UAF campus

The setting sun illuminates buildings on the University of Alaska Fairbanks campus. File photo

A new leadership academy is opening at the University of Alaska Fairbanks this fall with the mission of helping students develop leadership skills to inspire change within their communities.

Come fall semester, 15 students will be chosen as the first cohort to participate in the Virgie Dunlap-King Academy for Social Change. The path to the new academy is part of the leadership development series at the university.

“Broadly, they’re designed to build leadership skills in our students,” university spokeswoman Marmian Grimes said. “There’s steps you can take to graduate with leadership honors depending on what things you take.”

Students can earn leadership honors or leadership distinction at UAF a few ways, but they lead back to certification.

The Co-curricular Opportunities for Leadership Development certificate requires students to complete three levels of “prescribed learning outcomes,” according to Heidi Shepard, associate director of the Student Leadership and Involvement Office.

COLD certification is generally done on an individual basis, while the leadership development series offers a “packaged” way to complete the same learning outcomes, according to Shepard.

To graduate with leadership distinction, students must complete either all three levels of the COLD certificate or the first two levels and the academy. Students who complete levels one and two of COLD certification are eligible for leadership honors.

The leadership development series uses the social change model of leadership to work with students on their skills.  

“It’s a theory that’s made up of three parts,” Shepard said. “Part one is leading yourself, the second level or part is leading others and then the third is leading change.”

Two levels of leadership development programs already exist, with the Academy for Social Change becoming the third. The First-Year Leadership Academy is intended for first-year UAF students and tackles the “leading yourself” portion of the model, according to Shepard, while the Nanook Alliance emphasizes further skills and requires students to participate in a campus club.

In line with its name, the Virgie Dunlap-King Academy for Social Change will emphasize leading change, tackled by the third level of the COLD certificate.

Dunlap-King, who died in May last year, founded the African-American Student Leadership Conference, bringing African-American speakers to talk with students in the Fairbanks school district. She was a volunteer and community leader in Fairbanks for over 30 years. Funding for the academy will come from the office of the vice chancellor for student affairs.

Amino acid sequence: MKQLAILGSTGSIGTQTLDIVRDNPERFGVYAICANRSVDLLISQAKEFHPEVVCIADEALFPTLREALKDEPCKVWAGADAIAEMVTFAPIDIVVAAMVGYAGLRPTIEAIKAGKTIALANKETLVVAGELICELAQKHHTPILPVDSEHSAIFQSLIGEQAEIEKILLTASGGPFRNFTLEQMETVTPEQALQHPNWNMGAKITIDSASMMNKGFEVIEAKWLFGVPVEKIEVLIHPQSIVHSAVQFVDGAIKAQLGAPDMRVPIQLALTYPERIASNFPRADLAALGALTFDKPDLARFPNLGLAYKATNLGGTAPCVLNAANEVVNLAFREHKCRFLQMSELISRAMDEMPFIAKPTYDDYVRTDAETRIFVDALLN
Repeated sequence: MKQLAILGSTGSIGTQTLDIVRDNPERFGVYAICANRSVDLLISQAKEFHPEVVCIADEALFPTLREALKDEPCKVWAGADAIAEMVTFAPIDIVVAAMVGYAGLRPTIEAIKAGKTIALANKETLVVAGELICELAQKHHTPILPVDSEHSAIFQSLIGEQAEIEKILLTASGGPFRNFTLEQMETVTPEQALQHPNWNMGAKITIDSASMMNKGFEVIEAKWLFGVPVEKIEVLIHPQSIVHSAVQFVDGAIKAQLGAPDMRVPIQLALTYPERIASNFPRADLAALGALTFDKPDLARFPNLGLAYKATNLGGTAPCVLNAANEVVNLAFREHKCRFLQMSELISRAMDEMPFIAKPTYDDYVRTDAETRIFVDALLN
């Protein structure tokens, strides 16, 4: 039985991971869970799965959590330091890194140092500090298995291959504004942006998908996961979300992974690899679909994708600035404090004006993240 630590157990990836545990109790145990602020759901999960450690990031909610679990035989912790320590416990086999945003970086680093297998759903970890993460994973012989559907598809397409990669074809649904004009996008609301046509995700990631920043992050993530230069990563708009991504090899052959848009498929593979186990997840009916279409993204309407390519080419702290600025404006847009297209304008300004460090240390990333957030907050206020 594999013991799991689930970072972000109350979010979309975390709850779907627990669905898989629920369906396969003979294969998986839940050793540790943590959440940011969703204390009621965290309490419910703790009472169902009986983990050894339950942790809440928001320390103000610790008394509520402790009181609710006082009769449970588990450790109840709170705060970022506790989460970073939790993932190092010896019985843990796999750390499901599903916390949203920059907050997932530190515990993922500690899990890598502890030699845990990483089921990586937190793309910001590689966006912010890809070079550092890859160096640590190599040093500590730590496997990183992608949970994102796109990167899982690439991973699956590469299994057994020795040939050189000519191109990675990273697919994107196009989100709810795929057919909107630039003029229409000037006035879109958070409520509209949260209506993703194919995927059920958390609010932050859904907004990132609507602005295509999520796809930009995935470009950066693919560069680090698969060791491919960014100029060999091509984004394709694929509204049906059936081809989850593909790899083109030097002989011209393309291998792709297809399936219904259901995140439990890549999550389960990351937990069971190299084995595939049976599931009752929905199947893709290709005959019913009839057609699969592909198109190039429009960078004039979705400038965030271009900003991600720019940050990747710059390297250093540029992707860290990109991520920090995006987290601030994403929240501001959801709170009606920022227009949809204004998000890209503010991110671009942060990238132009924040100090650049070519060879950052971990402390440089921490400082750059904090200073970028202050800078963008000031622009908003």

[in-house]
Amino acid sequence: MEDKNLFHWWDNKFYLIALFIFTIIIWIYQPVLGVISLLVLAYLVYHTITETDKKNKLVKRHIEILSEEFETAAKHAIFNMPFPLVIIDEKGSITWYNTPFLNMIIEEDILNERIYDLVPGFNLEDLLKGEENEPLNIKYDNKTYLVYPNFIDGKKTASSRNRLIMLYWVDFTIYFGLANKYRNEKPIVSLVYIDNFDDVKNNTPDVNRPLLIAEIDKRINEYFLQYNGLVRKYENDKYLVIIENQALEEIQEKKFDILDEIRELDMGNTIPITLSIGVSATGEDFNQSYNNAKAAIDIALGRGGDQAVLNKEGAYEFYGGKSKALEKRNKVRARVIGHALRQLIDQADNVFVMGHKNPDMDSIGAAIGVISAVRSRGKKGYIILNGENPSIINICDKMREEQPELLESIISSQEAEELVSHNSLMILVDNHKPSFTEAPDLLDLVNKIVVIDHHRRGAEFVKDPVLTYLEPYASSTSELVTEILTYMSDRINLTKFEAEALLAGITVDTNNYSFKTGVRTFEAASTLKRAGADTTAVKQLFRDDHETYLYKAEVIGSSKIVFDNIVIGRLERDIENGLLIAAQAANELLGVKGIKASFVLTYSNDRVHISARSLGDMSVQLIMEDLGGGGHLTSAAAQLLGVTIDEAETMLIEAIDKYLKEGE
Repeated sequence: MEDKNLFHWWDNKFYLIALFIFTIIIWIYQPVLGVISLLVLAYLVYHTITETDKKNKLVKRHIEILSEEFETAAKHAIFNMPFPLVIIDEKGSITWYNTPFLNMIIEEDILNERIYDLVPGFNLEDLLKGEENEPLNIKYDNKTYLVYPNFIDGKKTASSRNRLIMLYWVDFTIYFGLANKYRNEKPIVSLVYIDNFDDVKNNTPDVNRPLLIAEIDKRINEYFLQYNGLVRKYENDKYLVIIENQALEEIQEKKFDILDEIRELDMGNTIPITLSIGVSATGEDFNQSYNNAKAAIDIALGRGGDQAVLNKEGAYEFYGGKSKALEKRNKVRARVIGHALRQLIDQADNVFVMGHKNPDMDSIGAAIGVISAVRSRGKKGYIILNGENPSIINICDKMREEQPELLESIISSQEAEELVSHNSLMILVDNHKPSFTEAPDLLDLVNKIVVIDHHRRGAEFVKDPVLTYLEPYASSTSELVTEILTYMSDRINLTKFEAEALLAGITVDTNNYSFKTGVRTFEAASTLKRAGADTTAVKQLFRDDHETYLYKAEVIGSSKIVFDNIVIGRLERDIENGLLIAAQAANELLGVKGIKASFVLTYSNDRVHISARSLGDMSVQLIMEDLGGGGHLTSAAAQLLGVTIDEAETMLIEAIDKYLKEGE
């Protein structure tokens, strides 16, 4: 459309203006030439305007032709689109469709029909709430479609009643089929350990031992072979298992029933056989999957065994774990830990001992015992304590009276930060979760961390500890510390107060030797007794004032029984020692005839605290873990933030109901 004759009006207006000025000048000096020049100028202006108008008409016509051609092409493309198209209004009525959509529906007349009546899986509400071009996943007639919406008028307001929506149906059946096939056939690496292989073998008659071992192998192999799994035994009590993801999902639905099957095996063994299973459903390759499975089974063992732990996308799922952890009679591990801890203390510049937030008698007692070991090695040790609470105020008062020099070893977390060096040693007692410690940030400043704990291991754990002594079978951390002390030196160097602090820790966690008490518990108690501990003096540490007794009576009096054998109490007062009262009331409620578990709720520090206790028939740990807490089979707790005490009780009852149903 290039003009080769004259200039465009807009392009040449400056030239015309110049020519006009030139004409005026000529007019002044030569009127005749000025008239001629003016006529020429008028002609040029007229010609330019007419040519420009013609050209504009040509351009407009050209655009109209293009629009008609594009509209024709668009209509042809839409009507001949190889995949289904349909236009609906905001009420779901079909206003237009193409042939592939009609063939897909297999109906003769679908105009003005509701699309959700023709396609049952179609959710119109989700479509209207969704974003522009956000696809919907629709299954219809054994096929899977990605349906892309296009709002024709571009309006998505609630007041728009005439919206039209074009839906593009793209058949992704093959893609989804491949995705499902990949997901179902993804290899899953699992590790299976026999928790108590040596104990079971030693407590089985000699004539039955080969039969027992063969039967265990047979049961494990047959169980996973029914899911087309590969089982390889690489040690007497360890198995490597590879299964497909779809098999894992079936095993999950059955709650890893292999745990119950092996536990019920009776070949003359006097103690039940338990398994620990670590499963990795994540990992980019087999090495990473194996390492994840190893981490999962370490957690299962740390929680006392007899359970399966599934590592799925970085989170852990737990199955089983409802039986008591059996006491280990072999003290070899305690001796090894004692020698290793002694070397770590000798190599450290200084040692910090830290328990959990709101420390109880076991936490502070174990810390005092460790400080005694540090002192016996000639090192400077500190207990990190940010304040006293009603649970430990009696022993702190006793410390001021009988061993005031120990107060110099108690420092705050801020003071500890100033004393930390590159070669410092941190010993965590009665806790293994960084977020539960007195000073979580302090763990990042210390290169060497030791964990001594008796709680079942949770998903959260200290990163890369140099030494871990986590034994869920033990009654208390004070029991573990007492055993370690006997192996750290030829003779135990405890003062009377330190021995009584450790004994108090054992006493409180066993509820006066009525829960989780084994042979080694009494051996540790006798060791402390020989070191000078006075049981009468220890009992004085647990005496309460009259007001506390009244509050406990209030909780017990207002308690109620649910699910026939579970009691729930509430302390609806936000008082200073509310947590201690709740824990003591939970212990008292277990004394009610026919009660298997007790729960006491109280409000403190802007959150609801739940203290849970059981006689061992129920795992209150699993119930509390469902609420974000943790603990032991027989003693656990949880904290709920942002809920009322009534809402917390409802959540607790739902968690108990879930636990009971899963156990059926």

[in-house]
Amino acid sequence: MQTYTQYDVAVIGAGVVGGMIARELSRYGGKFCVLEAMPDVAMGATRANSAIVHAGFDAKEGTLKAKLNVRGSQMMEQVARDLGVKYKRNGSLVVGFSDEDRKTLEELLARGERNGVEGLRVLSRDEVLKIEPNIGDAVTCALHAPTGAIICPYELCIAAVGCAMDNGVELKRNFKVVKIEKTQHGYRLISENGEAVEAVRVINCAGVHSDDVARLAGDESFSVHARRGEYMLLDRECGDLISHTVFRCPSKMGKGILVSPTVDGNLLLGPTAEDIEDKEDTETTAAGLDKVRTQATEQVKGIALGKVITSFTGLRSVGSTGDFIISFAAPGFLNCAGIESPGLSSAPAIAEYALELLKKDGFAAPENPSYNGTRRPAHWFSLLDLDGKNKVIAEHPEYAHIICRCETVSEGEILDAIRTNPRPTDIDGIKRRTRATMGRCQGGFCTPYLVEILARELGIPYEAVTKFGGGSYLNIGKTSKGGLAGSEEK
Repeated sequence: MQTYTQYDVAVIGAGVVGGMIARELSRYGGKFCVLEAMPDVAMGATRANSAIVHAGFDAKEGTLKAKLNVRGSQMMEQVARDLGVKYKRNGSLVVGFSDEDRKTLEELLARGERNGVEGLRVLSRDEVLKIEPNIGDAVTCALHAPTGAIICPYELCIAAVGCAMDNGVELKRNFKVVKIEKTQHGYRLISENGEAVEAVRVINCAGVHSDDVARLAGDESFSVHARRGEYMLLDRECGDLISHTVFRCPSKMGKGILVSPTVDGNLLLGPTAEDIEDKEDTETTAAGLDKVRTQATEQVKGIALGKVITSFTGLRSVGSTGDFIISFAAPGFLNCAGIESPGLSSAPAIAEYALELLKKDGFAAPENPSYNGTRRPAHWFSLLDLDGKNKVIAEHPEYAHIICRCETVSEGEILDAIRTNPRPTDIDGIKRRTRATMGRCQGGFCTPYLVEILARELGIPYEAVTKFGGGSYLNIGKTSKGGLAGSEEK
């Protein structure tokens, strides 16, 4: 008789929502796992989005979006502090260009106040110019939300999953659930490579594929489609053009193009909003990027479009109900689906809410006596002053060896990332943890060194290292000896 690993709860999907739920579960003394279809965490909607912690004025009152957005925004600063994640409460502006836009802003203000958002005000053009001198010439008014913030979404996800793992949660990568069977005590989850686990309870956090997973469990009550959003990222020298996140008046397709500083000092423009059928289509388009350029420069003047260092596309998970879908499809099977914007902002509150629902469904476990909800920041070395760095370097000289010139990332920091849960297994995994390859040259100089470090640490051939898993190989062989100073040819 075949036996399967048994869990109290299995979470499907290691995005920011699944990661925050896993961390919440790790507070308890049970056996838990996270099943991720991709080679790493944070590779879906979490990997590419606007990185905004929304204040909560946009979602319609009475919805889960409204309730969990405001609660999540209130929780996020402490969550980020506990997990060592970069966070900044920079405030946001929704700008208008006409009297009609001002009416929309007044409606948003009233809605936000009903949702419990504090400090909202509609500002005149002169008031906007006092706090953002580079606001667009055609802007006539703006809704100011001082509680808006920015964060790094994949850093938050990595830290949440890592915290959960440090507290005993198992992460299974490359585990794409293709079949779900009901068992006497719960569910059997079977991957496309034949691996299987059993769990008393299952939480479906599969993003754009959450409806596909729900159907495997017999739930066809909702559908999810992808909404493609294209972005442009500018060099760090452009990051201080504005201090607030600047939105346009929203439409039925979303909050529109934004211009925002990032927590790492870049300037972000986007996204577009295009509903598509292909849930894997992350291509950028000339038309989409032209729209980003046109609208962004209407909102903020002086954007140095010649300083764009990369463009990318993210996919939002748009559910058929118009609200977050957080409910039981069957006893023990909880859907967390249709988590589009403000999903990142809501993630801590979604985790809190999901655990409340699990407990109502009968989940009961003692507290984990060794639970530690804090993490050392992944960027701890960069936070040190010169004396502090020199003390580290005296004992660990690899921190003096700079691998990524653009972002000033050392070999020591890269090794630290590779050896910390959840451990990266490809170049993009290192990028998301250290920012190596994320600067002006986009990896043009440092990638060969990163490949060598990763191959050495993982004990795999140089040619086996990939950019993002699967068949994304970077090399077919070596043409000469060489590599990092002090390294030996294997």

“The Academy is important for two reasons,” said Keith Champagne, vice chancellor for student affairs. “One: We want to pay tribute to the legacy and the work and the philosophy and core values of Virgie King. It’s also important, the second reason is, we need to create the next generation of Virgie Kings to address the social issues that affect various populations in our community.”

Champagne has been in Fairbanks for little over a year, but it was enough time to meet King before her death. He said he is grateful to work with her family to honor her legacy.

When he thinks of King, Champagne said he thinks of the likes of Sojourner Truth and Fannie Lou Hamer.

“When I think of Virgie King, I think of her work in the vein of what these women did: selfless acts to change the world,” he said.

The students will learn to accomplish social change, according to Champagne, through classes, workshops, extra learning opportunities with local organizations like the Boys & Girls Club, internships and service learning projects, among other things.

The goal, he explained, is preparing the students to “work with and lead in a diverse global and interconnected society.”

Nanook Legacy Projects are one example of a project students with the academy will be able to accomplish. Shepard said there will be a lot of discussion of student passions in the academy, as well as what areas they would like to lead in.

“Nanook Legacy is just a way to put that passion into action,” she said.

Past projects of this nature include the development of a food pantry at UAF, campaigns to make campus more accessible and working with Fairbanks nonprofits.

Applications for the academy are being accepted now, according to Shepard. They involve a series of questions about previous leadership experience, as well as what students are involved with outside of the classroom, what they’re hoping to get from their college experience and what kind of social change they’d like to create.

The only requirement for applicants is that they be enrolled at UAF and willing to adhere to the values, philosophies and leadership of Dunlap-King, as well as the social change model, according to Champagne.

Beyond that, he said people are free to apply “regardless of ethnicity, orientation, background or how they arrived at the university.”

Readers wanting to learn more about leadership opportunities at UAF can visit uaf.edu/sli.

Contact staff writer Kyrie Long at 459-7572.